You have to take your idea public, which means entering the “ideaplex” — that glamorous, treacherous place where videos go viral, TED stardom beckons, a thousand new authors publish each day, and think shops like IDEO make a business of idea generation. Julie’s inclinations were right. She would certainly need to do plenty of blogging, tweeting, surveying, speaking — the works. But none of these would be totally effective without answering the following questions, too:

1. What is my purpose? People are driven to go public for all kinds of reasons, from the thirst for fame and fortune to the dream of leading a crusade. Those who gain genuine, long-lasting influence are the ones who want to create positive change for other people. So ask yourself: Why am I doing this? Idea entrepreneur Cesar Millan (he has built quite an empire around his ideas including books, tv shows, DVDs and merchandise) is a dog behavioralist (“the dog whisperer”), but his deeper motive is to reduce maltreatment of animals — and kids — in our society.  Read more of this post

Tensions in Korea could freeze electronics manufacturing: IHS; South Korea owns half of all DRAM, two-thirds of NAND flash and 70 per cent of tablet display production

Tensions in Korea could freeze electronics manufacturing: IHS

South Korea owns half of all DRAM, two-thirds of NAND flash and 70 per cent of tablet display production.

Adam Bender (Computerworld), 01 May, 2013 10:43

If war comes to the Korean peninsula, there will be “chaos” for the global electronics supply chain, according to an IHS analyst. “Any type of manufacturing disruption of six months would prevent the shipment of hundreds of millions of mobile phones and tens of millions of PCs and media tablets,” warned IHS analyst Mike Howard. IHS views that “such a major conflagration and disruption” is “unlikely,” but said the industry should be prepared for the worst, given escalating tensions in the region.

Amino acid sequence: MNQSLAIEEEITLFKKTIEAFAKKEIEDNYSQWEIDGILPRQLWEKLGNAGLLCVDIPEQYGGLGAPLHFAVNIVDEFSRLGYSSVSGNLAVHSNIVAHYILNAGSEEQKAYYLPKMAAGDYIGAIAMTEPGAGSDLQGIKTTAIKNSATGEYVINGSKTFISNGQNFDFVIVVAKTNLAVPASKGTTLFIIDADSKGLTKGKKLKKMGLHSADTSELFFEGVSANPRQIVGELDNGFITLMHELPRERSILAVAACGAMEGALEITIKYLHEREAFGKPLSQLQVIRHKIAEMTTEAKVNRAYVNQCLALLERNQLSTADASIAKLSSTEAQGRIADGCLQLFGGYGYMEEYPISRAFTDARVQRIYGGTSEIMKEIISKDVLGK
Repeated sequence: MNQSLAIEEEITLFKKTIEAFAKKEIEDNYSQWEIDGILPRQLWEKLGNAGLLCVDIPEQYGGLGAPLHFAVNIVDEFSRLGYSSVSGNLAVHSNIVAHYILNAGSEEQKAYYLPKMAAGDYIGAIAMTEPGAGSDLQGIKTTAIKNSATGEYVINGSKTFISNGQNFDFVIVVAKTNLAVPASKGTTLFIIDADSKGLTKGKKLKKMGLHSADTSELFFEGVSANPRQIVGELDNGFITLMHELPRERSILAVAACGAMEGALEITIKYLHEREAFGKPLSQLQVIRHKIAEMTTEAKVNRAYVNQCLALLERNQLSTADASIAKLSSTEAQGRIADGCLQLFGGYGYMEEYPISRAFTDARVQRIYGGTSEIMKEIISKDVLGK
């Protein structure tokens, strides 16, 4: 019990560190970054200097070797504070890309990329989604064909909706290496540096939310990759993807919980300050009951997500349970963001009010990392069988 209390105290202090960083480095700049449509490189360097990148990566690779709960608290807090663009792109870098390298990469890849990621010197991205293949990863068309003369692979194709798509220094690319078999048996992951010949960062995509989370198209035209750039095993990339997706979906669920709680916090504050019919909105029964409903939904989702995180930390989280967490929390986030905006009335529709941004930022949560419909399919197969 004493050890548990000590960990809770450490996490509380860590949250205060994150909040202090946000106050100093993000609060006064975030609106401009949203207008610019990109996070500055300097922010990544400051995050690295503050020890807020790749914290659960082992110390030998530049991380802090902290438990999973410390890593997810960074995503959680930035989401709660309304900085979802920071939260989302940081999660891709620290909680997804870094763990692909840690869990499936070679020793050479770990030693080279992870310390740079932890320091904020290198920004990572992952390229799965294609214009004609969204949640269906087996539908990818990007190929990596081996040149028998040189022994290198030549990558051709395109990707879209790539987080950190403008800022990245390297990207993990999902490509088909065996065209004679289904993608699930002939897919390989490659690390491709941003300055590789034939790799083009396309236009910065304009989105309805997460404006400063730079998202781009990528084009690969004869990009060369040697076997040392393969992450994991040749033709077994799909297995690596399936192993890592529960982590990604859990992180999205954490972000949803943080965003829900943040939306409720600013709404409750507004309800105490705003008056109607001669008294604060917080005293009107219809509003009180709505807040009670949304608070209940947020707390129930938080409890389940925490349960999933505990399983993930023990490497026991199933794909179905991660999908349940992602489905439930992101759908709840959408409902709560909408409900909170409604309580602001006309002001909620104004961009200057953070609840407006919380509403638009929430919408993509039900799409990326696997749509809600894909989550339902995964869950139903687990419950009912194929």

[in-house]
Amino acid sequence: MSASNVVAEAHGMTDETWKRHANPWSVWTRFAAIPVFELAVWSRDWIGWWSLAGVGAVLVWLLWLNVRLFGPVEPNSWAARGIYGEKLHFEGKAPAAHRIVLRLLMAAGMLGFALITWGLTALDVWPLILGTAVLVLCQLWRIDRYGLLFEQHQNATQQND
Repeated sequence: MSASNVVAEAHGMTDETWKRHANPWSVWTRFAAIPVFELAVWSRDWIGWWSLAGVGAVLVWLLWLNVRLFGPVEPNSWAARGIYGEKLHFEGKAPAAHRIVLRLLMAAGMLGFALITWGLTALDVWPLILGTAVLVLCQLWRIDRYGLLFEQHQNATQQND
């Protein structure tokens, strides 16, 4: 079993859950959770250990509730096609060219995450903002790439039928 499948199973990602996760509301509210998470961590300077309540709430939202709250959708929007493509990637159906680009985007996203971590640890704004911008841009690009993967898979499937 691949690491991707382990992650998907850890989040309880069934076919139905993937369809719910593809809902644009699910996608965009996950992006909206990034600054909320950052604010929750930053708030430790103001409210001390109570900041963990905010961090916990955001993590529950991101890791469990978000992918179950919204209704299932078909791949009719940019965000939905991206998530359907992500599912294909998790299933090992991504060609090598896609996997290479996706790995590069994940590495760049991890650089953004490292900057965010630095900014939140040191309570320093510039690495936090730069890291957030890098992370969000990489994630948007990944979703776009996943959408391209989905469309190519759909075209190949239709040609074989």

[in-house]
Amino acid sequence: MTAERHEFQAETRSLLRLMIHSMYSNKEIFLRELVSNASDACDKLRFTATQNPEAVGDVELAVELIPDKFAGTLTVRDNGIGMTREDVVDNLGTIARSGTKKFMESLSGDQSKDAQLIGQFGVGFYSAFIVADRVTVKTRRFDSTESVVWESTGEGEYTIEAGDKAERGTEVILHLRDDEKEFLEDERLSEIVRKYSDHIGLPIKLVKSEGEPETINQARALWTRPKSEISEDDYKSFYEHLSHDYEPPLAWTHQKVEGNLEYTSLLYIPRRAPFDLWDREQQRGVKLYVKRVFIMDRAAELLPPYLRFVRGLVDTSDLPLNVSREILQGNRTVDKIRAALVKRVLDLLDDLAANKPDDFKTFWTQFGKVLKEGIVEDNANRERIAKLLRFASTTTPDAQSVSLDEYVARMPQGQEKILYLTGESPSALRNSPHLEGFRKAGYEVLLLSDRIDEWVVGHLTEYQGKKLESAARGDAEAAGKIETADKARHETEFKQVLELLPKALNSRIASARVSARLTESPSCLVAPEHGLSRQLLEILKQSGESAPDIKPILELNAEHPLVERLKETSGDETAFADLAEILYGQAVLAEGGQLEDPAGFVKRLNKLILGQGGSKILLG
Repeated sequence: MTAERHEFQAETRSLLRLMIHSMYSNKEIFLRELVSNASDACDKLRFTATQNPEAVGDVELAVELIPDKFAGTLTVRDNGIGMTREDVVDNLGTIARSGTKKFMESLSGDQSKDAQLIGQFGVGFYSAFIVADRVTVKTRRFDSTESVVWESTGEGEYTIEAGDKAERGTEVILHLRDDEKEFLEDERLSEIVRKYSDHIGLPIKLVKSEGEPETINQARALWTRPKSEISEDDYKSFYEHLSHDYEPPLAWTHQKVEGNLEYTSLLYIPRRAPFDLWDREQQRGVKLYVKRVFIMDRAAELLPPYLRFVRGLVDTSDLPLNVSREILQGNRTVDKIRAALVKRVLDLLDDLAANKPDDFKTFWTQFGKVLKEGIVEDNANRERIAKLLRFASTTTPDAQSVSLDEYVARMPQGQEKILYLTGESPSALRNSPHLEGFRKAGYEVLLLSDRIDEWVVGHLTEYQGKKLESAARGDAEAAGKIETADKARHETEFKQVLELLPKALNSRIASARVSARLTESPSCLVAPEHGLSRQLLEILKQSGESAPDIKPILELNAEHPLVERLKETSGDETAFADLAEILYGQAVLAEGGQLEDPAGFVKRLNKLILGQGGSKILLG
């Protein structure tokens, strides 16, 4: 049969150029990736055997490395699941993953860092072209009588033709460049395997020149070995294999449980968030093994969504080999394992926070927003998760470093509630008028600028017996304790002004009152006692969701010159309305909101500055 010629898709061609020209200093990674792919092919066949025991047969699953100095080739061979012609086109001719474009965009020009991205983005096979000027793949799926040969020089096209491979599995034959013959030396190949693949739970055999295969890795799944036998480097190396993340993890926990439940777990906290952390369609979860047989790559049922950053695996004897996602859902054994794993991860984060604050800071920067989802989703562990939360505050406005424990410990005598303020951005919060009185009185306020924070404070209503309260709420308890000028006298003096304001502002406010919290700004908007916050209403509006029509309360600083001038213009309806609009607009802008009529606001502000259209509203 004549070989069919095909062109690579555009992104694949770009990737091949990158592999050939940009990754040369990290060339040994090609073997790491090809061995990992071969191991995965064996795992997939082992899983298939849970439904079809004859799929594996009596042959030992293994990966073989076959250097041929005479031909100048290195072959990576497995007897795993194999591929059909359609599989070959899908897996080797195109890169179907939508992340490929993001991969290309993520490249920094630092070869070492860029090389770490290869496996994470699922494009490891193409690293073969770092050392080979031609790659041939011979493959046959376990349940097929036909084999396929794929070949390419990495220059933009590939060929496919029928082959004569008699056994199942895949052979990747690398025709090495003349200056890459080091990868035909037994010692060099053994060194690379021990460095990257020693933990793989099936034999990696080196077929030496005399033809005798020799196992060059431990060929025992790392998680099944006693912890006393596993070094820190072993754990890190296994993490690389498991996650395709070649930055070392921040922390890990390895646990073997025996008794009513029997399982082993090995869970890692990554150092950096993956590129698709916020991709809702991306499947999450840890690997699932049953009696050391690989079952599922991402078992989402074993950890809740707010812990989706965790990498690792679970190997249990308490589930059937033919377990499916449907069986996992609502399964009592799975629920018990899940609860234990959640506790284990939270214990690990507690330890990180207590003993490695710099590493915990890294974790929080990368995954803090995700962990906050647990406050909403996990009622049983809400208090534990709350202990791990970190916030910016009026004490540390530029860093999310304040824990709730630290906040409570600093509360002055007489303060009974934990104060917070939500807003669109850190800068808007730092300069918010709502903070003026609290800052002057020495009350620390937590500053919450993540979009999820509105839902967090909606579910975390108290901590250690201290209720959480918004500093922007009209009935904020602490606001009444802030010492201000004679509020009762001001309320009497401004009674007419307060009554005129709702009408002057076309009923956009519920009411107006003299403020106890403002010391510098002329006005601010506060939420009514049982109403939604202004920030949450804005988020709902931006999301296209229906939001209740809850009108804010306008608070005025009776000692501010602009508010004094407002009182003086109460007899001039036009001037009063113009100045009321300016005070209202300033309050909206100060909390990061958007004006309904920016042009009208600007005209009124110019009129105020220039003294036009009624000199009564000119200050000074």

“South Korea now plays a more important role than ever in the global electronics business,” said Howard. Read more of this post

Chinese Way of Doing Business: In Cash We Trust; Many experts say it is not a refusal to enter the 21st century as much as wariness, of the government toward its citizens and vice versa

April 30, 2013

Chinese Way of Doing Business: In Cash We Trust


SHANGHAI — Lin Lu remembers the day last December when a Chinese businessman showed up at the car dealership he works for in north China and paid for a new BMW 5 Series Gran Turismo — entirely in cash. “He drove here with two friends in a beat-up Honda,” Mr. Lin recalled. “One of his friends carried about $60,000 in a big white bag, and the buyer had the rest in a heavy black backpack.” Lugging nearly $130,000 in cash into a dealership might sound bizarre, but it’s not exactly uncommon in China, where hotel bills, jewelry purchases and even the lecture fees for visiting scholars are routinely settled with thick wads of renminbi, China’s currency. This is a country, after all, where home buyers make down payments with trunks filled with cash. And big-city law firms have been known to hire armored cars to deliver the cash needed to pay monthly salaries.

For all China’s modern trappings — the new superhighways, high-speed rail networks and soaring skyscrapers — analysts say this country still prefers to pay for things the old-fashioned way, with ledgers, bill-counting machines and cold, hard cash. Many experts say it is not a refusal to enter the 21st century as much as wariness, of the government toward its citizens and vice versa. Doing business in China takes a lot of cash because Chinese authorities refuse to print any bill larger than the 100-renminbi note. That’s equivalent to $16. Since 1988, the 100-renminbi note, graced by Mao Zedong’s visage, has been the largest note in circulation, even though the economy has grown fiftyfold. (The country’s national icon, Chairman Mao, appears on nearly every note: the 1-, 5-, 10-, 20, 50- and 100- renminbi note.) Read more of this post

Qianhai zone may become China’s Cayman Islands

Qianhai zone may become China’s Cayman Islands

Staff Reporter


Many foreign private equity firms are interested in registering their companies in the Qianhai Special Financial Zone in Shenzhen, although most have no interest in actually operating there. This makes the zone akin to a Chinese version of the Cayman Islands tax haven, the Guangzhou-based 21st Century Business Herald reports.

At least two private equity firms have already registered in Qianhai, and several others are considering a move. The firms are less interested in actually operating within the zone but instead are seeking the tax breaks offered to businesses there, the report said. The zone is desirable because it enables the inflow of overseas-held renminbi, since firms registered in the zone can invest in China’s economy using assets they raise overseas. The zone will start to look something like the Cayman Islands if firms don’t actually rent offices or hire staff in Qianhai, effectively negating the government’s plans to boost the local economy, said one accountant.